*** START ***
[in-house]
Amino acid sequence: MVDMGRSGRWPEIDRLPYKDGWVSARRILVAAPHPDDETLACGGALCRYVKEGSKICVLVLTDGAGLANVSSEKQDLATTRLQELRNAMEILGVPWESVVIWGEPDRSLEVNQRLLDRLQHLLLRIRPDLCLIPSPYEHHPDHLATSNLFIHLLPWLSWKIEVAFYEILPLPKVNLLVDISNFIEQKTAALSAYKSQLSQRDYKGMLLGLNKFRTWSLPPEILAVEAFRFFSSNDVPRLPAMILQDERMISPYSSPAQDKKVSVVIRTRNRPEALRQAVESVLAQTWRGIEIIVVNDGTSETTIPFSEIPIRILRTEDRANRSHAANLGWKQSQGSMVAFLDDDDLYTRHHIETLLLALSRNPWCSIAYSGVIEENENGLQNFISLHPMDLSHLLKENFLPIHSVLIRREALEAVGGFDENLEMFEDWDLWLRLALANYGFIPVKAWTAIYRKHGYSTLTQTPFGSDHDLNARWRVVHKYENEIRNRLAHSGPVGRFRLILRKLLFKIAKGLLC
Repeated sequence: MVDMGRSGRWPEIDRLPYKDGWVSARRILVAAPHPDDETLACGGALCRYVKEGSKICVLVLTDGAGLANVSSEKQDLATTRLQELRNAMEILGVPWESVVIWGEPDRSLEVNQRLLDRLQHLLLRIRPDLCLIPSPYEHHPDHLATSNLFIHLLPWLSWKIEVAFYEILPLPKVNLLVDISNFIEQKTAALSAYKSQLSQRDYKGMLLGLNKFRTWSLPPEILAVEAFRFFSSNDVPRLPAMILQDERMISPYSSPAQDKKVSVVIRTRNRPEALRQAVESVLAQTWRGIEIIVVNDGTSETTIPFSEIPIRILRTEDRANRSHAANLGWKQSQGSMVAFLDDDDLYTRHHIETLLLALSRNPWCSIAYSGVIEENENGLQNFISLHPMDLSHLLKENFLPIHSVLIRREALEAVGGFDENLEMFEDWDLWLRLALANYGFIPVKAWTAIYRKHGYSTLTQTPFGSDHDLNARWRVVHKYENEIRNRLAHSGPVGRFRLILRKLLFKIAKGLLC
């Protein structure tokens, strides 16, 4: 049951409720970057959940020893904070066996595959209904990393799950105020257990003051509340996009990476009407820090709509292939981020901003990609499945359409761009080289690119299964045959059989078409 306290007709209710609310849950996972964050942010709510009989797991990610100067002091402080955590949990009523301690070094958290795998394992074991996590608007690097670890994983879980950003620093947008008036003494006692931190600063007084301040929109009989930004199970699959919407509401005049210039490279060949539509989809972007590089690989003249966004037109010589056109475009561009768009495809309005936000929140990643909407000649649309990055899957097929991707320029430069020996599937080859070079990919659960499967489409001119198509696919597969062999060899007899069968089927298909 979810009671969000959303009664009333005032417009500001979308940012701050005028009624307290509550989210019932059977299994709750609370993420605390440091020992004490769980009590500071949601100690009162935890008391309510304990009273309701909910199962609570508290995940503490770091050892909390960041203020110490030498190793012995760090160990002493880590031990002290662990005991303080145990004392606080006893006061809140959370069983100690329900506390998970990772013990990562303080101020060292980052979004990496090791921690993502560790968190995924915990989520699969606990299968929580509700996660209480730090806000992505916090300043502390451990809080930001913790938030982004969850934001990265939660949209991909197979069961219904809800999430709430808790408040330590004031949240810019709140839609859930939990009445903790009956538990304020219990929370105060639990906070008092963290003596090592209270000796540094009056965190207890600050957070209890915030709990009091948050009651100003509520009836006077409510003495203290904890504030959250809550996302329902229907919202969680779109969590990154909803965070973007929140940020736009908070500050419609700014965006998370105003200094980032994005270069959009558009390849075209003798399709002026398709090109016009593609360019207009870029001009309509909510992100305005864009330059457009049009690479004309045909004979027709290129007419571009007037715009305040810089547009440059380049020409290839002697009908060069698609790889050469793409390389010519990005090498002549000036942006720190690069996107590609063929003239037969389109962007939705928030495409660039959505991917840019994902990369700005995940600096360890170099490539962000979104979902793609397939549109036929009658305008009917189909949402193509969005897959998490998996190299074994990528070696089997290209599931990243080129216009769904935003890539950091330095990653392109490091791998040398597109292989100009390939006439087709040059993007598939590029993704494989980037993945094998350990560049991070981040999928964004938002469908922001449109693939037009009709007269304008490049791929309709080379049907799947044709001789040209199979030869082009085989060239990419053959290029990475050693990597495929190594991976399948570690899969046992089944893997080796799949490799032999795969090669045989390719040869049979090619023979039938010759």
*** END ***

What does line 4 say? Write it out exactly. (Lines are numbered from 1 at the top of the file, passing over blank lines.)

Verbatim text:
């Protein structure tokens, strides 16, 4: 049951409720970057959940020893904070066996595959209904990393799950105020257990003051509340996009990476009407820090709509292939981020901003990609499945359409761009080289690119299964045959059989078409 306290007709209710609310849950996972964050942010709510009989797991990610100067002091402080955590949990009523301690070094958290795998394992074991996590608007690097670890994983879980950003620093947008008036003494006692931190600063007084301040929109009989930004199970699959919407509401005049210039490279060949539509989809972007590089690989003249966004037109010589056109475009561009768009495809309005936000929140990643909407000649649309990055899957097929991707320029430069020996599937080859070079990919659960499967489409001119198509696919597969062999060899007899069968089927298909 979810009671969000959303009664009333005032417009500001979308940012701050005028009624307290509550989210019932059977299994709750609370993420605390440091020992004490769980009590500071949601100690009162935890008391309510304990009273309701909910199962609570508290995940503490770091050892909390960041203020110490030498190793012995760090160990002493880590031990002290662990005991303080145990004392606080006893006061809140959370069983100690329900506390998970990772013990990562303080101020060292980052979004990496090791921690993502560790968190995924915990989520699969606990299968929580509700996660209480730090806000992505916090300043502390451990809080930001913790938030982004969850934001990265939660949209991909197979069961219904809800999430709430808790408040330590004031949240810019709140839609859930939990009445903790009956538990304020219990929370105060639990906070008092963290003596090592209270000796540094009056965190207890600050957070209890915030709990009091948050009651100003509520009836006077409510003495203290904890504030959250809550996302329902229907919202969680779109969590990154909803965070973007929140940020736009908070500050419609700014965006998370105003200094980032994005270069959009558009390849075209003798399709002026398709090109016009593609360019207009870029001009309509909510992100305005864009330059457009049009690479004309045909004979027709290129007419571009007037715009305040810089547009440059380049020409290839002697009908060069698609790889050469793409390389010519990005090498002549000036942006720190690069996107590609063929003239037969389109962007939705928030495409660039959505991917840019994902990369700005995940600096360890170099490539962000979104979902793609397939549109036929009658305008009917189909949402193509969005897959998490998996190299074994990528070696089997290209599931990243080129216009769904935003890539950091330095990653392109490091791998040398597109292989100009390939006439087709040059993007598939590029993704494989980037993945094998350990560049991070981040999928964004938002469908922001449109693939037009009709007269304008490049791929309709080379049907799947044709001789040209199979030869082009085989060239990419053959290029990475050693990597495929190594991976399948570690899969046992089944893997080796799949490799032999795969090669045989390719040869049979090619023979039938010759």